Feast of Christmas: Matthew 1 : 1-25 Luke 2: 1-14.
There are two separate - at times contradictory - gospel narratives of the birth of Jesus. There is Matthew 1: 1-25, and there is Luke 2: 1-14. But most of us know about this special event, not from those gospel narratives, but from Christmas pageants and from the 'manger/ crib scene that St. Francis of Assisi is said to have produced in Greccio. Those productions interwove both the gospel stories, leave out the contradictions, and gave us the impression that there is just one gospel narrative.
In Matthew's account there is no census, no journey from Nazareth to Bethlehem, no inn, no stable, no shepherds and no angelic messengers. The differences lie in the fact that Matthew and Luke, who probably never read each other gospel, employed two different traditions, with each trying to convey his unique theology about the significance of Jesus of Nazareth.
Now, whatever about those differences, the basic teaching of Christmas is that God came into our human history in the person of Jesus of Nazareth - Jesus is the God's effective word among us. We sing that in the Christmas liturgy, "To-day is born a messiah, the Lord". There we actualise the message of the angels to the shepherds.
But - and here is the big question to ask, so that the message of this feast be relevant to us now - where is the Saviour born to-day?
Certainly Jesus is present in the Christmas liturgy and in every Eucharistic celebration. But that does not exhaust the whole presence of the Lord.
The mystery of Christmas is always current - there is always a living nativity to-day. Where?
It can be hard to detect his presence in the big stores where the consumer world goes berserk - but he is there.But it would be easier, and more disturbing, to find him present/ born where there are people without a house or inn - on parts of the Mediterranean shore, among the 1000s of refugee children who come to the shores of Greece, Italy and Spain, and who often die in attempts to reach there.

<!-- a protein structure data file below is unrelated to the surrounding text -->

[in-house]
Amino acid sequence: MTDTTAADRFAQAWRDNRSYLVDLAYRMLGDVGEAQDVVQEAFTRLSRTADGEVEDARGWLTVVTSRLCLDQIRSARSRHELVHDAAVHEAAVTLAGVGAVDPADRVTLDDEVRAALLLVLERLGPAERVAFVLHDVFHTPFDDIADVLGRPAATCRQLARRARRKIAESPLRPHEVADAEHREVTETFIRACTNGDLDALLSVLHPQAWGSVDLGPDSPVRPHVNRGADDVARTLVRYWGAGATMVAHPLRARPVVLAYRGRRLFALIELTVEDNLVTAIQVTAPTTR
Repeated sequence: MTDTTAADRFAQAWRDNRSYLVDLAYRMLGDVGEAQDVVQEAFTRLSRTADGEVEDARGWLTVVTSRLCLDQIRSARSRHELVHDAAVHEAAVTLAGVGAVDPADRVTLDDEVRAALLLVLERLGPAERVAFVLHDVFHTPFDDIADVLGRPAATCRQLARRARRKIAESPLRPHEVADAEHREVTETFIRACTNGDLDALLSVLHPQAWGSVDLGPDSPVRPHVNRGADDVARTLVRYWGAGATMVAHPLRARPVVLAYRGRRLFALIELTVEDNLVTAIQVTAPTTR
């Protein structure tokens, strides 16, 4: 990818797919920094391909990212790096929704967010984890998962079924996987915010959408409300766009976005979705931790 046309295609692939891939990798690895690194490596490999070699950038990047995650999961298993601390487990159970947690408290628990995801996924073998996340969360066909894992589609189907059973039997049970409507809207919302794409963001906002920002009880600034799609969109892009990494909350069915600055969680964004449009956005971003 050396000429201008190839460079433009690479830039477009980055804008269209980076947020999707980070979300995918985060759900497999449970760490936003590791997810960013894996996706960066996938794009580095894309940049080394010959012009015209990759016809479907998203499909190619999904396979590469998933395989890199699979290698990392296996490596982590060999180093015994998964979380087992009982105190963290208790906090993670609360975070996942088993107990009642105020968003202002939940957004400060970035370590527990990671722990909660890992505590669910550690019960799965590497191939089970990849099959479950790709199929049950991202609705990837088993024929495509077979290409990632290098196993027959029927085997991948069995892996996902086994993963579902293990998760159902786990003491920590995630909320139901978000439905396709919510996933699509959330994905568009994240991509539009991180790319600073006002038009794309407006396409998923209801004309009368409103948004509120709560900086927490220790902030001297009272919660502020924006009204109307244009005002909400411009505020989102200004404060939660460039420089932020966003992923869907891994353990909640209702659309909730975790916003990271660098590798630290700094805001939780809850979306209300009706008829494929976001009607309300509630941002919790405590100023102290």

The social networks have given us the image of Aylan, the little boy who was washed up dead on a beach in Turkey. But there are 1000s of children fleeing Syria, Iraq, Afghanistan in search of a country that will welcome them. How often have they been received with barbed wire or a bureaucracy that can't see a way to grant them a visa? There is no room for them. They are illegal, nameless, undesirable, disposable.
And Jesus is born again among the children who are try to survive in camps; among the child soldiers recruited by terrorists groups; among those who are crossing the border between Mexico and USA; among the street kids who live under the bridges of our cities.
Thankfully Jesus is also born in boys and girls by someone lovingly giving security and care - be it in ordinary families or institutions.
Living nativities exist near all of us to-day, though we don't hear rumors of angels. And it is only when approach these living nativities, can we sing completely truthfully, "Today is born unto us a saviour, the Messiah, the Lord.".